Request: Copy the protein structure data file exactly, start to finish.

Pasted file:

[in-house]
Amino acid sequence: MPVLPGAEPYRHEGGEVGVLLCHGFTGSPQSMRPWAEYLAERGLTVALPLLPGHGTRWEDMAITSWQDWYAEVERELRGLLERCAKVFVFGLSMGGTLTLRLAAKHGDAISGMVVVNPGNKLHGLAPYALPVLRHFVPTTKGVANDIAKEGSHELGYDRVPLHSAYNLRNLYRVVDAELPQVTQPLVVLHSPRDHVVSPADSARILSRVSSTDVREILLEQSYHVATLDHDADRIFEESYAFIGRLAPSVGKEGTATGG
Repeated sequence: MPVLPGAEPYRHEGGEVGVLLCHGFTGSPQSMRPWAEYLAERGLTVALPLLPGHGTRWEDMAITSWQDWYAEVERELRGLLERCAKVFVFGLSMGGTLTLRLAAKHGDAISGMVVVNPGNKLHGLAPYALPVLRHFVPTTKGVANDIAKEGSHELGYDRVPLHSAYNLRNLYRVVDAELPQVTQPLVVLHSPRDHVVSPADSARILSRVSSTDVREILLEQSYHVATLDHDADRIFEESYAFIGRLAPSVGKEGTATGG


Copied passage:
[in-house]
Amino acid sequence: MPVLPGAEPYRHEGGEVGVLLCHGFTGSPQSMRPWAEYLAERGLTVALPLLPGHGTRWEDMAITSWQDWYAEVERELRGLLERCAKVFVFGLSMGGTLTLRLAAKHGDAISGMVVVNPGNKLHGLAPYALPVLRHFVPTTKGVANDIAKEGSHELGYDRVPLHSAYNLRNLYRVVDAELPQVTQPLVVLHSPRDHVVSPADSARILSRVSSTDVREILLEQSYHVATLDHDADRIFEESYAFIGRLAPSVGKEGTATGG
Repeated sequence: MPVLPGAEPYRHEGGEVGVLLCHGFTGSPQSMRPWAEYLAERGLTVALPLLPGHGTRWEDMAITSWQDWYAEVERELRGLLERCAKVFVFGLSMGGTLTLRLAAKHGDAISGMVVVNPGNKLHGLAPYALPVLRHFVPTTKGVANDIAKEGSHELGYDRVPLHSAYNLRNLYRVVDAELPQVTQPLVVLHSPRDHVVSPADSARILSRVSSTDVREILLEQSYHVATLDHDADRIFEESYAFIGRLAPSVGKEGTATGG